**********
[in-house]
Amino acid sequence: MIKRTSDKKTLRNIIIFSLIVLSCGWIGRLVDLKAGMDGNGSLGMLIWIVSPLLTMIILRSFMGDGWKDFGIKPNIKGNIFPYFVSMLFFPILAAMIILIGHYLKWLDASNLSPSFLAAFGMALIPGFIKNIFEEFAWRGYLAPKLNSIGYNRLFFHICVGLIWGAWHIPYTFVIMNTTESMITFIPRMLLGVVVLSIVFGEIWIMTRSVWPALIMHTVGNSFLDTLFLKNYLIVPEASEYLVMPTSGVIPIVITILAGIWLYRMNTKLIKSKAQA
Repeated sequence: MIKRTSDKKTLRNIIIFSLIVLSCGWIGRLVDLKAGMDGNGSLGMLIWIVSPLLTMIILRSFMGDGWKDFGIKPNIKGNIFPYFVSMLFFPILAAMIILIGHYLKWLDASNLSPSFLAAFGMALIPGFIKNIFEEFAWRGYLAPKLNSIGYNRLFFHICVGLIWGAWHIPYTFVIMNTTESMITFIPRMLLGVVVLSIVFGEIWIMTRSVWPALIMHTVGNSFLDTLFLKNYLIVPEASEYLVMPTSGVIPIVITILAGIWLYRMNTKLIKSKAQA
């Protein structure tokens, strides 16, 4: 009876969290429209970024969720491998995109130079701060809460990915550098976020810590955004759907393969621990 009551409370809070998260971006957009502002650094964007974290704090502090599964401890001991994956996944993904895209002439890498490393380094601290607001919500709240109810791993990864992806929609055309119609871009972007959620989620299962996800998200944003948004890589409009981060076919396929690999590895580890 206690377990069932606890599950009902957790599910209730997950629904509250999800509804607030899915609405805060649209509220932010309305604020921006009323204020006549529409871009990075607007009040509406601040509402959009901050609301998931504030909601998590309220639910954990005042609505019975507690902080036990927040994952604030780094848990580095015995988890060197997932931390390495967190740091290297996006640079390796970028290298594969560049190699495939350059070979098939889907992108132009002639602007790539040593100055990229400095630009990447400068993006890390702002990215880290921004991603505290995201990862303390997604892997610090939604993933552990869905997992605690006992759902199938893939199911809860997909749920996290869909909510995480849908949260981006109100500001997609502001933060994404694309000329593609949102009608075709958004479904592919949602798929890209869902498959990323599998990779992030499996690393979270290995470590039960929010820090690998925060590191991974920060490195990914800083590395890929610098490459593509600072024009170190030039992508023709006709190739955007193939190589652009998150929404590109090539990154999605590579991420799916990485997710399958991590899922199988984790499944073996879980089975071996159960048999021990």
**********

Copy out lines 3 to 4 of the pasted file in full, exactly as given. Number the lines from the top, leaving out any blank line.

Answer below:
Repeated sequence: MIKRTSDKKTLRNIIIFSLIVLSCGWIGRLVDLKAGMDGNGSLGMLIWIVSPLLTMIILRSFMGDGWKDFGIKPNIKGNIFPYFVSMLFFPILAAMIILIGHYLKWLDASNLSPSFLAAFGMALIPGFIKNIFEEFAWRGYLAPKLNSIGYNRLFFHICVGLIWGAWHIPYTFVIMNTTESMITFIPRMLLGVVVLSIVFGEIWIMTRSVWPALIMHTVGNSFLDTLFLKNYLIVPEASEYLVMPTSGVIPIVITILAGIWLYRMNTKLIKSKAQA
């Protein structure tokens, strides 16, 4: 009876969290429209970024969720491998995109130079701060809460990915550098976020810590955004759907393969621990 009551409370809070998260971006957009502002650094964007974290704090502090599964401890001991994956996944993904895209002439890498490393380094601290607001919500709240109810791993990864992806929609055309119609871009972007959620989620299962996800998200944003948004890589409009981060076919396929690999590895580890 206690377990069932606890599950009902957790599910209730997950629904509250999800509804607030899915609405805060649209509220932010309305604020921006009323204020006549529409871009990075607007009040509406601040509402959009901050609301998931504030909601998590309220639910954990005042609505019975507690902080036990927040994952604030780094848990580095015995988890060197997932931390390495967190740091290297996006640079390796970028290298594969560049190699495939350059070979098939889907992108132009002639602007790539040593100055990229400095630009990447400068993006890390702002990215880290921004991603505290995201990862303390997604892997610090939604993933552990869905997992605690006992759902199938893939199911809860997909749920996290869909909510995480849908949260981006109100500001997609502001933060994404694309000329593609949102009608075709958004479904592919949602798929890209869902498959990323599998990779992030499996690393979270290995470590039960929010820090690998925060590191991974920060490195990914800083590395890929610098490459593509600072024009170190030039992508023709006709190739955007193939190589652009998150929404590109090539990154999605590579991420799916990485997710399958991590899922199988984790499944073996879980089975071996159960048999021990």